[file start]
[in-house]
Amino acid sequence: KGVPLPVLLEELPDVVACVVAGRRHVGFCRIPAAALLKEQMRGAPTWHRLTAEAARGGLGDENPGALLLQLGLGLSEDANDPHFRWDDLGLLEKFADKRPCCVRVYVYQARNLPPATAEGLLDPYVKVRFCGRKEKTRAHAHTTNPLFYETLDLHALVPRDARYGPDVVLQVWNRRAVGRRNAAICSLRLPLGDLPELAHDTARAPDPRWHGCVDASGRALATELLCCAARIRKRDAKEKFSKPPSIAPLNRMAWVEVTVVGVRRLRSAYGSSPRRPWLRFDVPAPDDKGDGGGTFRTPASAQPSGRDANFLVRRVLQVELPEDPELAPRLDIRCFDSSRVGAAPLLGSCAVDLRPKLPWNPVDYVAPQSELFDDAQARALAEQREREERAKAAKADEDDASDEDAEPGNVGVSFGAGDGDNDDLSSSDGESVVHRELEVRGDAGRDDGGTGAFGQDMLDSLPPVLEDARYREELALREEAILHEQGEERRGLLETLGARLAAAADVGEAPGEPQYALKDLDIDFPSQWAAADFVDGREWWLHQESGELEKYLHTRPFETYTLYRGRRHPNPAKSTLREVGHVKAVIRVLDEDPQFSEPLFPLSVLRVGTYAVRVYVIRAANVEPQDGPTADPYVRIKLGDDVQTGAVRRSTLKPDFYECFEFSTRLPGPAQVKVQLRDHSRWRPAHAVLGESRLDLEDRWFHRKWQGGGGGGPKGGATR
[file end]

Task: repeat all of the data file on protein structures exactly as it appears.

[in-house]
Amino acid sequence: KGVPLPVLLEELPDVVACVVAGRRHVGFCRIPAAALLKEQMRGAPTWHRLTAEAARGGLGDENPGALLLQLGLGLSEDANDPHFRWDDLGLLEKFADKRPCCVRVYVYQARNLPPATAEGLLDPYVKVRFCGRKEKTRAHAHTTNPLFYETLDLHALVPRDARYGPDVVLQVWNRRAVGRRNAAICSLRLPLGDLPELAHDTARAPDPRWHGCVDASGRALATELLCCAARIRKRDAKEKFSKPPSIAPLNRMAWVEVTVVGVRRLRSAYGSSPRRPWLRFDVPAPDDKGDGGGTFRTPASAQPSGRDANFLVRRVLQVELPEDPELAPRLDIRCFDSSRVGAAPLLGSCAVDLRPKLPWNPVDYVAPQSELFDDAQARALAEQREREERAKAAKADEDDASDEDAEPGNVGVSFGAGDGDNDDLSSSDGESVVHRELEVRGDAGRDDGGTGAFGQDMLDSLPPVLEDARYREELALREEAILHEQGEERRGLLETLGARLAAAADVGEAPGEPQYALKDLDIDFPSQWAAADFVDGREWWLHQESGELEKYLHTRPFETYTLYRGRRHPNPAKSTLREVGHVKAVIRVLDEDPQFSEPLFPLSVLRVGTYAVRVYVIRAANVEPQDGPTADPYVRIKLGDDVQTGAVRRSTLKPDFYECFEFSTRLPGPAQVKVQLRDHSRWRPAHAVLGESRLDLEDRWFHRKWQGGGGGGPKGGATR